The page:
A number of CNN implementations pretrained on a large database of images are available which are ready to be used for off-the-shelf image feature extraction. We take forward this idea of classification with off-the-shelf CNN implementation in order to perform dynamic scene classification for videos by using Caffe CNN framework. We utilize several pre-trained models such as AlexNetjia2014caffe ,Places and Hybrid Places model zhou2014places for the task. The present approach differs from that of karpathy2014large
in the sense that the CNN trained on standard image dataset (ImageNet, Places) is used to classify videos of dynamic scenes. This relieves us from training CNN on a new video dataset. We use very simple yet effective tools for dynamic scene classification and show that even common statistical measures can be employed to capture the temporal variation which can be combined with spatial information for dynamic scene videos. We enhance this framework and adapt it for the problem of dynamic scene classification and obtain very high accuracy.
It is worth mentioning that all of the previous dynamic scene classification methods, except Tran et al.’s C3Dtran2014c3d , relied on using local features and did not exploit very large dataset. The proposed approach explores three different models of CNN pre-trained on ImageNet (ILSVRC 2012), Places, and Hybrid (combination of both) datasets. The ImageNet database is largely dedicated to object recognition tasks but not dynamic scene classification tasks ILSVRCarxiv14 . On the other hand, Places and Hybrid dataset consist fully or partially of scene images, hence we expect them to have more discriminative power for dynamic scene classification task.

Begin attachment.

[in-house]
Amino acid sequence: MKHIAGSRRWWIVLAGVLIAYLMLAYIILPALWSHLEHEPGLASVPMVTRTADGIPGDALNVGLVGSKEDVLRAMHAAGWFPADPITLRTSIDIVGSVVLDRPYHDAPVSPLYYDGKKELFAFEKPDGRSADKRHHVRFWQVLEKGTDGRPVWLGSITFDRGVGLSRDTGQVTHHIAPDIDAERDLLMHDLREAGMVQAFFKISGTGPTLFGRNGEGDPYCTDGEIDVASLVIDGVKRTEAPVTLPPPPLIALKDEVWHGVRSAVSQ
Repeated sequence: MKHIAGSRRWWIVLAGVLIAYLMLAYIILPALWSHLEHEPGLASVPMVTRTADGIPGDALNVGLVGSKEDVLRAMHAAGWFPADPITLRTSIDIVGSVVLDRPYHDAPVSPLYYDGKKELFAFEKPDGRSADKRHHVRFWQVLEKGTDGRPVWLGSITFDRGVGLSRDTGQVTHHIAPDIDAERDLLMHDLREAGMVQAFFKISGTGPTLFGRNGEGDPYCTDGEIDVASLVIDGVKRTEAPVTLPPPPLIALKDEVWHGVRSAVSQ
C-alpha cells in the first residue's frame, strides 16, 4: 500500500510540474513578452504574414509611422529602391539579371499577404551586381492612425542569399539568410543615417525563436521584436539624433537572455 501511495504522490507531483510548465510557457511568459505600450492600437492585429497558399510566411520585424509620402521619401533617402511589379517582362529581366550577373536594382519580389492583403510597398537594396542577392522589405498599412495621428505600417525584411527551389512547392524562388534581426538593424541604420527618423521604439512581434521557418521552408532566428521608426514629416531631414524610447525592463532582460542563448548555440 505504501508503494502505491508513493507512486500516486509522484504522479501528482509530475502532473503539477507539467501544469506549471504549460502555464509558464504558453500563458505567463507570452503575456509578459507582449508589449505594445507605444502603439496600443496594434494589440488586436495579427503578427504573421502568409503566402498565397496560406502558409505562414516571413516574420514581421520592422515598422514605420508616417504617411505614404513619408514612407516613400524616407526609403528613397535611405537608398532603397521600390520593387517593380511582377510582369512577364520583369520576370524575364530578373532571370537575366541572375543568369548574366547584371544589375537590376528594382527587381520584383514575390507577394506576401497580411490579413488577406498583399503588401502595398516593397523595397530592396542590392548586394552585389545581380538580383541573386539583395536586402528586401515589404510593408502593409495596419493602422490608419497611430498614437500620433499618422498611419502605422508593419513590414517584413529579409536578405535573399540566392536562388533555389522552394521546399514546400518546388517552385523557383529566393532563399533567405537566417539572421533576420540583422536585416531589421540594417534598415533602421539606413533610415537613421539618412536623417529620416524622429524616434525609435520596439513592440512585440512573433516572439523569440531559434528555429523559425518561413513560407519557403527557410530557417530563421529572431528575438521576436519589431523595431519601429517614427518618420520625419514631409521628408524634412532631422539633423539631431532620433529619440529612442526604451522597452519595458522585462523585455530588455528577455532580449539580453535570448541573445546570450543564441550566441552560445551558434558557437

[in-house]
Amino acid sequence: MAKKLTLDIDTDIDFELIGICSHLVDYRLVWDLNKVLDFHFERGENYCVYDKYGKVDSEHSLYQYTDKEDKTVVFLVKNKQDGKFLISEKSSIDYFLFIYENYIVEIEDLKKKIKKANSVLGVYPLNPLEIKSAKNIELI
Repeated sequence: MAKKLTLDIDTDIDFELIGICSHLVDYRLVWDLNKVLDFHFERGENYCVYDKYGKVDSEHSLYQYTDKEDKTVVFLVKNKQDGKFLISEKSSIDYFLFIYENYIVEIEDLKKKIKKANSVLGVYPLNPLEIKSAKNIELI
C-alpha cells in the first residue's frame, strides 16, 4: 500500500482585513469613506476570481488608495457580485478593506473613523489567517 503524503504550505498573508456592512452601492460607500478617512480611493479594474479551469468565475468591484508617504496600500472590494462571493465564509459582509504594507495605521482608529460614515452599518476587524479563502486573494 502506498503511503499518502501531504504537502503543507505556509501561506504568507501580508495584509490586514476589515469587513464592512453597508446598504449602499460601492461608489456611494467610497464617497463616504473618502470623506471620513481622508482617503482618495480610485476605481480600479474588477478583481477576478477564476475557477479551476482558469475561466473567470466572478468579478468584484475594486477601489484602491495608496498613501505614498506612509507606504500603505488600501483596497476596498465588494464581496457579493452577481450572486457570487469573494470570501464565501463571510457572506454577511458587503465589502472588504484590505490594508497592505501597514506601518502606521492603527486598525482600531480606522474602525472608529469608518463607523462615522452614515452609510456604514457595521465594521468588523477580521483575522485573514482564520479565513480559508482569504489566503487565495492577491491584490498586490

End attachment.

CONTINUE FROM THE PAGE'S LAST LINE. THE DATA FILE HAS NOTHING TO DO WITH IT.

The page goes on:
The primary contribution of the proposed approach are listed below.
1. Exploiting pre-trained CNN models and adapting it to the dynamic scene classification task for obtaining high accuracy,
2. Using common statistical measures to merge spatial features with their temporal variation to arrive at a novel feature descriptor,
3. We perform comparative study on different off-the-shelf CNN models and compare different pooling strategies,